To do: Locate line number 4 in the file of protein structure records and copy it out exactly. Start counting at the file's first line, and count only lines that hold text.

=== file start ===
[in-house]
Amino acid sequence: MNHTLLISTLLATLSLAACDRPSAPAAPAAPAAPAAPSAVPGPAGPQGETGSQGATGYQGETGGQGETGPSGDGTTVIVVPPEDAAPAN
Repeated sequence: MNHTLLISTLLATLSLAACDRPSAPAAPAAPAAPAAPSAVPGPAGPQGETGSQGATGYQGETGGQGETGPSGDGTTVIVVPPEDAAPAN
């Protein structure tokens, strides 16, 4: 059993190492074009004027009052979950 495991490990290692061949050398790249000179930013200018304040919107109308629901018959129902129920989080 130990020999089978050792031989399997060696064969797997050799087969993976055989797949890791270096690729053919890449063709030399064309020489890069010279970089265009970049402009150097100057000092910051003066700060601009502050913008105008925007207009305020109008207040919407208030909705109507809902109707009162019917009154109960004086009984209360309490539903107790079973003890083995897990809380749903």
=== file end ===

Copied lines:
């Protein structure tokens, strides 16, 4: 059993190492074009004027009052979950 495991490990290692061949050398790249000179930013200018304040919107109308629901018959129902129920989080 130990020999089978050792031989399997060696064969797997050799087969993976055989797949890791270096690729053919890449063709030399064309020489890069010279970089265009970049402009150097100057000092910051003066700060601009502050913008105008925007207009305020109008207040919407208030909705109507809902109707009162019917009154109960004086009984209360309490539903107790079973003890083995897990809380749903």